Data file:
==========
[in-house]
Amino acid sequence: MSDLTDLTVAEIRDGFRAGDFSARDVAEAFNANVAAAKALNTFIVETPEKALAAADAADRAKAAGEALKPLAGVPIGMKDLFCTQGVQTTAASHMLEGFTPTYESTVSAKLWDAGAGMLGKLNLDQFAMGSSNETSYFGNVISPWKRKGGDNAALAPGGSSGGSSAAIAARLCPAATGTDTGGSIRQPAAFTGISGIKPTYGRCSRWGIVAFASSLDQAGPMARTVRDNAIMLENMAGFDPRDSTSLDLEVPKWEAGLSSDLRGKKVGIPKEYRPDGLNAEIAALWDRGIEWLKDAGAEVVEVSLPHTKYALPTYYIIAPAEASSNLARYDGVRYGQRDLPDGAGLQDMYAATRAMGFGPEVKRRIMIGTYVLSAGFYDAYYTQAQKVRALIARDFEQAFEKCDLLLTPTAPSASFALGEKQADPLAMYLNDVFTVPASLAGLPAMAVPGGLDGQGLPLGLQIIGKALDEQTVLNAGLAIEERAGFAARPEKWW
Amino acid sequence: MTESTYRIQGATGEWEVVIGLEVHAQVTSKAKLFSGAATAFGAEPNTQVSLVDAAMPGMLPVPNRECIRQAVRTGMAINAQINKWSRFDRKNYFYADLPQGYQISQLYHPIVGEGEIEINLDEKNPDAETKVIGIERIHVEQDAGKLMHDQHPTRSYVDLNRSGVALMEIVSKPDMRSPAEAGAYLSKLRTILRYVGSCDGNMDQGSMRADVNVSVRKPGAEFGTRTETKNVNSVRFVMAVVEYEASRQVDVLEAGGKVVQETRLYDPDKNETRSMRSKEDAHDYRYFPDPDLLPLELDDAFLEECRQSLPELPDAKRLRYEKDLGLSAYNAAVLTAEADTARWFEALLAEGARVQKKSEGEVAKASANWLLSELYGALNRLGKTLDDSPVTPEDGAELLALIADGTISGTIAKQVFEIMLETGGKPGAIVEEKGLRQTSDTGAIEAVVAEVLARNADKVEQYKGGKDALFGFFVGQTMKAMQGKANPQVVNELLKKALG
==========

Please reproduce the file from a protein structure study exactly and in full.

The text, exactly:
[in-house]
Amino acid sequence: MSDLTDLTVAEIRDGFRAGDFSARDVAEAFNANVAAAKALNTFIVETPEKALAAADAADRAKAAGEALKPLAGVPIGMKDLFCTQGVQTTAASHMLEGFTPTYESTVSAKLWDAGAGMLGKLNLDQFAMGSSNETSYFGNVISPWKRKGGDNAALAPGGSSGGSSAAIAARLCPAATGTDTGGSIRQPAAFTGISGIKPTYGRCSRWGIVAFASSLDQAGPMARTVRDNAIMLENMAGFDPRDSTSLDLEVPKWEAGLSSDLRGKKVGIPKEYRPDGLNAEIAALWDRGIEWLKDAGAEVVEVSLPHTKYALPTYYIIAPAEASSNLARYDGVRYGQRDLPDGAGLQDMYAATRAMGFGPEVKRRIMIGTYVLSAGFYDAYYTQAQKVRALIARDFEQAFEKCDLLLTPTAPSASFALGEKQADPLAMYLNDVFTVPASLAGLPAMAVPGGLDGQGLPLGLQIIGKALDEQTVLNAGLAIEERAGFAARPEKWW
Amino acid sequence: MTESTYRIQGATGEWEVVIGLEVHAQVTSKAKLFSGAATAFGAEPNTQVSLVDAAMPGMLPVPNRECIRQAVRTGMAINAQINKWSRFDRKNYFYADLPQGYQISQLYHPIVGEGEIEINLDEKNPDAETKVIGIERIHVEQDAGKLMHDQHPTRSYVDLNRSGVALMEIVSKPDMRSPAEAGAYLSKLRTILRYVGSCDGNMDQGSMRADVNVSVRKPGAEFGTRTETKNVNSVRFVMAVVEYEASRQVDVLEAGGKVVQETRLYDPDKNETRSMRSKEDAHDYRYFPDPDLLPLELDDAFLEECRQSLPELPDAKRLRYEKDLGLSAYNAAVLTAEADTARWFEALLAEGARVQKKSEGEVAKASANWLLSELYGALNRLGKTLDDSPVTPEDGAELLALIADGTISGTIAKQVFEIMLETGGKPGAIVEEKGLRQTSDTGAIEAVVAEVLARNADKVEQYKGGKDALFGFFVGQTMKAMQGKANPQVVNELLKKALG